Center Eric Belanger was one of three new faces (and one familiar face, that of Milan Jurcina) to join the Capitals at the March 3 NHL trading deadline. Along with veterans Scott Walker and Joe Corvo, Belanger came to the Caps that afternoon in one of four separate trades in one of the busiest deadline days in Washington’s franchise history.
Washington sent a second-round Entry Draft pick to the Minnesota Wild in exchange for the 32-year-old pivot.
Reunited with Caps coach Bruce Boudreau, who had coached him in the AHL a decade ago, Belanger totaled two goals and six points to go along with a plus-3 in his 17 games with the Capitals after the trade.
“Bruce is the same guy,” said Belanger after the season. “Since when I had him 12 years ago, there were a lot of new things he was doing. He is a lot more structured. He was good. He’s a player’s coach and he is good for this team.”
The notoriously steady Belanger notched career highs in 2009-10 with 26 assists and 41 points. He also recorded his first plus rating since sophomore season of 2001-02. He launched a career high 151 shots on goal despite averaging just 15:31 per night in ice time, his lowest figure since he averaged 14:33 as a sophomore with the Los Angeles Kings in 2001-02.
Belanger added a memorable chapter to Washington’s postseason lore in Game 5 against Montreal. After absorbing a stick to the mouth from former Wild teammate Marc-Andre Bergeron, Belanger lost eight teeth, including the one he pulled himself on the bench after the incident. He underwent significant dental work that night and in the following days, but returned to play later in the game.
“I’m having a hard time saying the right words,” he said, days after the incident. “I am going back to Minnesota and the [repair] process will start next week.”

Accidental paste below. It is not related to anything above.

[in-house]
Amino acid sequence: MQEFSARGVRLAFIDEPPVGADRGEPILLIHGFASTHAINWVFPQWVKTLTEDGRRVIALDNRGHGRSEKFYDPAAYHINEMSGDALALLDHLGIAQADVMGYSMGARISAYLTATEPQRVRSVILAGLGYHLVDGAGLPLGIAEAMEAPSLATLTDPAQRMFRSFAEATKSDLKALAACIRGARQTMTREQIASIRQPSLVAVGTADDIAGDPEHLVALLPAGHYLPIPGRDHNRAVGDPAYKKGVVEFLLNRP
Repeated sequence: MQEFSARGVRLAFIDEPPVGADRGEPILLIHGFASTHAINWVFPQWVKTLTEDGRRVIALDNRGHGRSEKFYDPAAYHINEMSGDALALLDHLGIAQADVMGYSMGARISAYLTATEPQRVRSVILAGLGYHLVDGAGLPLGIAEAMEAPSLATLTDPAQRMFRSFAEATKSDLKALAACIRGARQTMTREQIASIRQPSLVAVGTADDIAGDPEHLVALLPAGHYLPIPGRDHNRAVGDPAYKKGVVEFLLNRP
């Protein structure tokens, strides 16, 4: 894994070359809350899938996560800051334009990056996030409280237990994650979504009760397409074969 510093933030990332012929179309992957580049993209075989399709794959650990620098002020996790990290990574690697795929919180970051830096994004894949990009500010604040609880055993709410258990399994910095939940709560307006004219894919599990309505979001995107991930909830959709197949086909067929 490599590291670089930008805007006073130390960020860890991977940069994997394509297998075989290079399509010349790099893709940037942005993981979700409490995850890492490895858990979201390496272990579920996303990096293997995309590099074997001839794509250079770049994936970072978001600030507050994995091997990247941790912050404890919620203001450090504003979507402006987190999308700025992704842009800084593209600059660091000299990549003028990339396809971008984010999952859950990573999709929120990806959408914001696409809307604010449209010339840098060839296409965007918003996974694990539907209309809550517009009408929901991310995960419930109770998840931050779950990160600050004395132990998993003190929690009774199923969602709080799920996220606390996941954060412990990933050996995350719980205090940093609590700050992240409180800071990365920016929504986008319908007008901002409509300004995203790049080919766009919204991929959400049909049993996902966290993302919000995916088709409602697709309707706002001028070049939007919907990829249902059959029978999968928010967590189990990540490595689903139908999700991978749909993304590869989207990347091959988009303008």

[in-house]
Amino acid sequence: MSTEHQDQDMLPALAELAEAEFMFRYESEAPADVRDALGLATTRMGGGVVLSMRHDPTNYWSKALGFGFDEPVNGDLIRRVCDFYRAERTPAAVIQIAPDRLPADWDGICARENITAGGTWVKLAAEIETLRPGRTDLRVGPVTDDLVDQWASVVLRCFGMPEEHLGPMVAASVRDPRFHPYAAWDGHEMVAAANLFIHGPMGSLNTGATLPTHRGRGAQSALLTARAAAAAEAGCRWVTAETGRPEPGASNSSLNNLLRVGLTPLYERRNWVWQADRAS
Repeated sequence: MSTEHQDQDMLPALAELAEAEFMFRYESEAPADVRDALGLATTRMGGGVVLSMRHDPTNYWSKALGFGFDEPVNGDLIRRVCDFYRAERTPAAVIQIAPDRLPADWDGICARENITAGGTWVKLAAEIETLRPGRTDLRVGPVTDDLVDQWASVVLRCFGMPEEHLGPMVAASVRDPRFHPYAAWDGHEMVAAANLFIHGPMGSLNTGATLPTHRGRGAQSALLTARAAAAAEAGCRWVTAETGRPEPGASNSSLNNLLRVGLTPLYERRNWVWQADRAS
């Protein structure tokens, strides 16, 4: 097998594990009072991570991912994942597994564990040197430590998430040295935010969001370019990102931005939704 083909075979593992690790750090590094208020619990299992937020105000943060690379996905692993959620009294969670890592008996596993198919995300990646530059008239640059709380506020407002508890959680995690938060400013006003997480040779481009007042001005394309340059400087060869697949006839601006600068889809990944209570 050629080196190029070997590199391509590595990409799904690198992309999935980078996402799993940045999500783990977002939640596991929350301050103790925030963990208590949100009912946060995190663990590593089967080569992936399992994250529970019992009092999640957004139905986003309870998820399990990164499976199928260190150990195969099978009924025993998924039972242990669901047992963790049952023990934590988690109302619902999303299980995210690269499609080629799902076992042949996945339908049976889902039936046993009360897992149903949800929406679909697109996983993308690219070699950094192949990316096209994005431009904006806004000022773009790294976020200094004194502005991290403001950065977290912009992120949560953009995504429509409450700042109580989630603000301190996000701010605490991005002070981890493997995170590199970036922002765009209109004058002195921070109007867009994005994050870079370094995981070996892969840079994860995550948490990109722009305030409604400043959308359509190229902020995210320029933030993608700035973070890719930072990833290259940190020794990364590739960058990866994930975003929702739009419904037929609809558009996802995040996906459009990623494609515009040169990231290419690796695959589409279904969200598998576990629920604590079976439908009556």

Belanger had one assist in seven postseason games. He was looking to reach the second round for just the second time in his NHL career and the first time since his rookie season of 2000-01 with the Kings.
“It’s still tough to swallow but life goes on and hopefully we can be back at it sooner than later,” said Belanger of Washington’s premature playoff exit. “[During] the regular season this team had so much success. You get in the playoffs and there’s a lot of different things you need to do to have success. You know the way it’s been played. I’m not going to start pointing fingers. We’re a team. You lose as a team, you win as a team. There are a lot of quality players in this room and for some reason it didn’t work out.”
Belanger, who leads the NHL in postseason face-off win pct. at 66.7%, believes the pieces are in place for a Cup run here in Washington.
“A lot of the key players are still young players learning what it takes to win,” he says. “It takes a lot of different elements to win in the playoffs. I think sometimes you have to lose early as we did to learn and get better for the years after.”
Slated to become an unrestricted free agent on July 1, Belanger would like to return to Washington in 2010-11.
“I had my meeting with Bruce this morning,” said Belanger on April 30. “I told him I had some conversation with my agent. They’d like to have me back, and I’d like to come back. My priority No. 1 right now is to try to see if we can get something done before July 1.”